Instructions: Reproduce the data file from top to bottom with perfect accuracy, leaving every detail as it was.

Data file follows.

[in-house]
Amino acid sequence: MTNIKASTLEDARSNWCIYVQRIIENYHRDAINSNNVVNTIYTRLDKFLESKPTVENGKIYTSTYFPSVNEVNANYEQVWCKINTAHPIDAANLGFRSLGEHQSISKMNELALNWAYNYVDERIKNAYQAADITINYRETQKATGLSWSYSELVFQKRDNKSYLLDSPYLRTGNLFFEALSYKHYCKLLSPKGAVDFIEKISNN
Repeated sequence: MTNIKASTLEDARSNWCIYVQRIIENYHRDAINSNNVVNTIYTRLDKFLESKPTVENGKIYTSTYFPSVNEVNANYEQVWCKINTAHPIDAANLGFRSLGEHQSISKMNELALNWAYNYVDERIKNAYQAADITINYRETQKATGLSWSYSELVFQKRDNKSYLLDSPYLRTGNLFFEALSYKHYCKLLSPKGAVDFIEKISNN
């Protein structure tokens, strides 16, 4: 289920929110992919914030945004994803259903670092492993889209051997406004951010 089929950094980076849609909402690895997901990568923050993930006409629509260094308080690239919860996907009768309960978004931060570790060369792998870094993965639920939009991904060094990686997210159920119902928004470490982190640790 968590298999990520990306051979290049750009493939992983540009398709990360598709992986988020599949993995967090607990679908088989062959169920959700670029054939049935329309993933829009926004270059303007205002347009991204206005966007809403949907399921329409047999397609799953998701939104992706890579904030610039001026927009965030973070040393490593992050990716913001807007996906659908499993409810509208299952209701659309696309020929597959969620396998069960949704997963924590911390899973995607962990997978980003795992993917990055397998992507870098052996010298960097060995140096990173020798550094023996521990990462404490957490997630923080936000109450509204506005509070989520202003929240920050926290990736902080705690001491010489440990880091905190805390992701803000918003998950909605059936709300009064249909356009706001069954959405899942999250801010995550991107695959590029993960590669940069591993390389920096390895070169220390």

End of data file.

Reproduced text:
[in-house]
Amino acid sequence: MTNIKASTLEDARSNWCIYVQRIIENYHRDAINSNNVVNTIYTRLDKFLESKPTVENGKIYTSTYFPSVNEVNANYEQVWCKINTAHPIDAANLGFRSLGEHQSISKMNELALNWAYNYVDERIKNAYQAADITINYRETQKATGLSWSYSELVFQKRDNKSYLLDSPYLRTGNLFFEALSYKHYCKLLSPKGAVDFIEKISNN
Repeated sequence: MTNIKASTLEDARSNWCIYVQRIIENYHRDAINSNNVVNTIYTRLDKFLESKPTVENGKIYTSTYFPSVNEVNANYEQVWCKINTAHPIDAANLGFRSLGEHQSISKMNELALNWAYNYVDERIKNAYQAADITINYRETQKATGLSWSYSELVFQKRDNKSYLLDSPYLRTGNLFFEALSYKHYCKLLSPKGAVDFIEKISNN
């Protein structure tokens, strides 16, 4: 289920929110992919914030945004994803259903670092492993889209051997406004951010 089929950094980076849609909402690895997901990568923050993930006409629509260094308080690239919860996907009768309960978004931060570790060369792998870094993965639920939009991904060094990686997210159920119902928004470490982190640790 968590298999990520990306051979290049750009493939992983540009398709990360598709992986988020599949993995967090607990679908088989062959169920959700670029054939049935329309993933829009926004270059303007205002347009991204206005966007809403949907399921329409047999397609799953998701939104992706890579904030610039001026927009965030973070040393490593992050990716913001807007996906659908499993409810509208299952209701659309696309020929597959969620396998069960949704997963924590911390899973995607962990997978980003795992993917990055397998992507870098052996010298960097060995140096990173020798550094023996521990990462404490957490997630923080936000109450509204506005509070989520202003929240920050926290990736902080705690001491010489440990880091905190805390992701803000918003998950909605059936709300009064249909356009706001069954959405899942999250801010995550991107695959590029993960590669940069591993390389920096390895070169220390």